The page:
Benches presented in memory of Loren Leslie

Three benches have been built in memory of Loren Donn Leslie and her compassion for others.

Three benches were presented to area schools on Tuesday

Three benches were presented to area schools on Tuesday

Three benches have been built in memory of Loren Donn Leslie and her selfless compassion for others.

On Tuesday, Nov. 27, two years after her death, three handmade benches were unveiled inside schools that Loren attended as a youth: Nechako Valley Secondary School, McLeod Elementary and Fraser Lake Elementary Secondary.

By many accounts, Loren was a caring, non-judgmental person who spoke out against bullying and helped others overcome severe depression, preventing at least two people from committing suicide, said her father, Doug Leslie.

“I wanted a place for kids to have where they could feel safe, where they knew that they’re not going to be made fun of, poked at, or bullied,” Doug said about the purpose of the benches.

Doug remembers only fragments of his statements during the whirlwind of media inquiries that followed Loren’s death, but recalls saying that he wanted to keep Loren’s legacy of helping others alive.

“We’re trying to carry that on,” he said.

Henry Klassen, an area wood worker, donated the lumber to build the benches.

As he sometimes does with certain stands of trees that he logs for building homes, Klassen set the lumber aside for a special project after noticing its unique characteristics of knots and grains.

“When we have an opportunity to do something for groups like this,” said Klassen, “we try and help it along and make it all work.”

Built into the back of the bench is a metal plaque inscribed with a poem that Loren discovered in a library archive in Portland, Oregon, at age 13. Doug found the poem in Loren’s journal after she died.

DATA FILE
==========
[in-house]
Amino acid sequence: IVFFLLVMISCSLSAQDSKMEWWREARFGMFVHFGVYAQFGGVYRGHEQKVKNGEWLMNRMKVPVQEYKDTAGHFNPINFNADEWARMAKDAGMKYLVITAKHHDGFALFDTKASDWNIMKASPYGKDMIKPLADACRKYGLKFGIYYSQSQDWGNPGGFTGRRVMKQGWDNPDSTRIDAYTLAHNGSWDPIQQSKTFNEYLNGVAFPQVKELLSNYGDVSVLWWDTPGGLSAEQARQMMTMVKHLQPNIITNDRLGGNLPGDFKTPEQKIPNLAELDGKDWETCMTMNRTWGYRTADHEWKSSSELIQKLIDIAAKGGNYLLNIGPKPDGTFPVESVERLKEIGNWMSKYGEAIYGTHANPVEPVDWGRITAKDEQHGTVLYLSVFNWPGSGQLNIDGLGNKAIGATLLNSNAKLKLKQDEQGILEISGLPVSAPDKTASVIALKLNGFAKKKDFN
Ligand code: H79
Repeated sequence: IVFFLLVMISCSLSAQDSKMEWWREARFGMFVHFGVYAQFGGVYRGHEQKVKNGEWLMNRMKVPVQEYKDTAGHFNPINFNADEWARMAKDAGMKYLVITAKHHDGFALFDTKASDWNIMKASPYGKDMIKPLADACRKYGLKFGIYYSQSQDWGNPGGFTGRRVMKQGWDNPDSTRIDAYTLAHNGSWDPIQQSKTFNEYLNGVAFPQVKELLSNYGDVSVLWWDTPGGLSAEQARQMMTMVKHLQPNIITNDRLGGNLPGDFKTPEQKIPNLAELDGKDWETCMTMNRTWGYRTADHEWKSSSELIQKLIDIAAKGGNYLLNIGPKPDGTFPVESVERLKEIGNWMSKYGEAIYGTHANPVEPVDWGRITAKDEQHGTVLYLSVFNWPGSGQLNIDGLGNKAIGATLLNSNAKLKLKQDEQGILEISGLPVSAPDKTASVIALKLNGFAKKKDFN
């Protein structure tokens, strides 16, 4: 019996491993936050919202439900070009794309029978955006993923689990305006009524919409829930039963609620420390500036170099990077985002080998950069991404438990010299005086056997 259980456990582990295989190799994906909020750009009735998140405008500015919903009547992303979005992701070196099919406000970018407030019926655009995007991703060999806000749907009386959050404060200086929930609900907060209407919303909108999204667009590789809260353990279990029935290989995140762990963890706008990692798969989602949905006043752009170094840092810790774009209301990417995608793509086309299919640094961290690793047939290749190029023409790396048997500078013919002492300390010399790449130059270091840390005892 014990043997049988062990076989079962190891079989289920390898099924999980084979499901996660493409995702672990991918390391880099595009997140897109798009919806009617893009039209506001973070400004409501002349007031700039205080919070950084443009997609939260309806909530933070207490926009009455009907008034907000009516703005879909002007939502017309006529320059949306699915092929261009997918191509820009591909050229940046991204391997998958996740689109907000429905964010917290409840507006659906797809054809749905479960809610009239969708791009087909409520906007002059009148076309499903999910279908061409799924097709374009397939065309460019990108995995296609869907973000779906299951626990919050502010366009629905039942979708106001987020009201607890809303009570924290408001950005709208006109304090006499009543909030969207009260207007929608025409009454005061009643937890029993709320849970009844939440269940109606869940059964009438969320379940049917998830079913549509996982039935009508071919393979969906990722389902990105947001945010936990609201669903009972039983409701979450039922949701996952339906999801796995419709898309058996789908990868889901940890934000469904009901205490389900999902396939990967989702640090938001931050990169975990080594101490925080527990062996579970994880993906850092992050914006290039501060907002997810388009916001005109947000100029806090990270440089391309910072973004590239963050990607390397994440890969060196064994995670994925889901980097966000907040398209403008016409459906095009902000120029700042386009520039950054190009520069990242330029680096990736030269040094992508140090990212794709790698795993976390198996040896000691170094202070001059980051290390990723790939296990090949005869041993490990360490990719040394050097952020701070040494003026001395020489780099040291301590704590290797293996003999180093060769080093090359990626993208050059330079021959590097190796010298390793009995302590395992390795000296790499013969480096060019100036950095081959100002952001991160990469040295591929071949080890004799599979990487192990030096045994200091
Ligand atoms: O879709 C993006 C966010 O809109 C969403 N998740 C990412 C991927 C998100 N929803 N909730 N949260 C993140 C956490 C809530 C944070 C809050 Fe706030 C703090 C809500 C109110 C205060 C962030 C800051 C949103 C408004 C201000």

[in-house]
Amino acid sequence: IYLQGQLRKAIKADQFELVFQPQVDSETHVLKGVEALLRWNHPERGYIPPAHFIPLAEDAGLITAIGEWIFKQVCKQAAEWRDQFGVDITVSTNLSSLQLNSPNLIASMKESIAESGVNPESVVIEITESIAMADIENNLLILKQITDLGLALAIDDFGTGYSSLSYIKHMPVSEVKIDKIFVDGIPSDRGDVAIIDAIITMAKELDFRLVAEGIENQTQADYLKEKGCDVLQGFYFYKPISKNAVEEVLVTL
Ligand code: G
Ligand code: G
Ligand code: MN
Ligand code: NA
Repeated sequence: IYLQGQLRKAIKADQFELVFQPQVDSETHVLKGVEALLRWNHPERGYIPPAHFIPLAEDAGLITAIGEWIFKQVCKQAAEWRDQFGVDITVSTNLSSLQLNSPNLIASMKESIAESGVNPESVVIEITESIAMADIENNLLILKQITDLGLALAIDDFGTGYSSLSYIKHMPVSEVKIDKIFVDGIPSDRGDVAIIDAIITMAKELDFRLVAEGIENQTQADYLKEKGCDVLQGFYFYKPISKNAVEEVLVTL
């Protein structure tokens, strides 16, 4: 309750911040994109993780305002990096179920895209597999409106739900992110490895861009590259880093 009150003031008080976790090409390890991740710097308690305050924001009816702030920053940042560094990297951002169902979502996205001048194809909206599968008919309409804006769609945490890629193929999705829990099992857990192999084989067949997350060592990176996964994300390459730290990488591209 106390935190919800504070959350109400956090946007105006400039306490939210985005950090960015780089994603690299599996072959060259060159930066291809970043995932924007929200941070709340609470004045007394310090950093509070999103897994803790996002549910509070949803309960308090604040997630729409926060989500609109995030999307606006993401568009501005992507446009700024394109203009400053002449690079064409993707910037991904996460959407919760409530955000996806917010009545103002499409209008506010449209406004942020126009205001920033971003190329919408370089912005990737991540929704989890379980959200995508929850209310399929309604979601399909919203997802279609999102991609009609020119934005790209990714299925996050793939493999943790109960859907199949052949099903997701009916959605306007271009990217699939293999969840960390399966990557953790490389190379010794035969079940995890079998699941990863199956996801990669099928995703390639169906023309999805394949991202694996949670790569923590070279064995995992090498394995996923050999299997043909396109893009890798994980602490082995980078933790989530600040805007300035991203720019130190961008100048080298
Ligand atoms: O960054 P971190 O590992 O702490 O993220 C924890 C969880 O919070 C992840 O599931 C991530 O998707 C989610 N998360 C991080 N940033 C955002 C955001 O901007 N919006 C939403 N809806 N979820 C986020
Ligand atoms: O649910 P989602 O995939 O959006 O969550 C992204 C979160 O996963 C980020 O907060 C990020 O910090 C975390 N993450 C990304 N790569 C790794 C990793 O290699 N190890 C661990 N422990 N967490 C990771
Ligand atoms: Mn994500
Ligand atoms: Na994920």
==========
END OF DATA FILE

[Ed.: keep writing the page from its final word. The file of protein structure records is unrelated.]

“We’ve adopted that now for everything to do with Loren,” said Doug.

The benches at NVSS and McLeod Elementary took about 70 hours to make, said Rock Allred, the woodworking instructor at NVSS who built them by hand.

For close to a year, Allred took his time to build and assemble the benches.

“It was a lot harder then I thought it would be,” he said.

“I just really feel for Doug and his family. I was glad to do it for them.”

After meeting with students and faculty during a brief ceremony in the foyer at NVSS, Doug presented a second bench to McLeod Elementary across the street.

Dozens of students and a handful of teachers attended the ceremony in the library, where the bench was placed. It was a solemn moment and at least one student began to cry.

“Whether they are just sitting and thinking, here students have a safe place to be and know they’re safe,” Doug said about the benches.

“I hope they will be treated with dignity, compassion and respect.”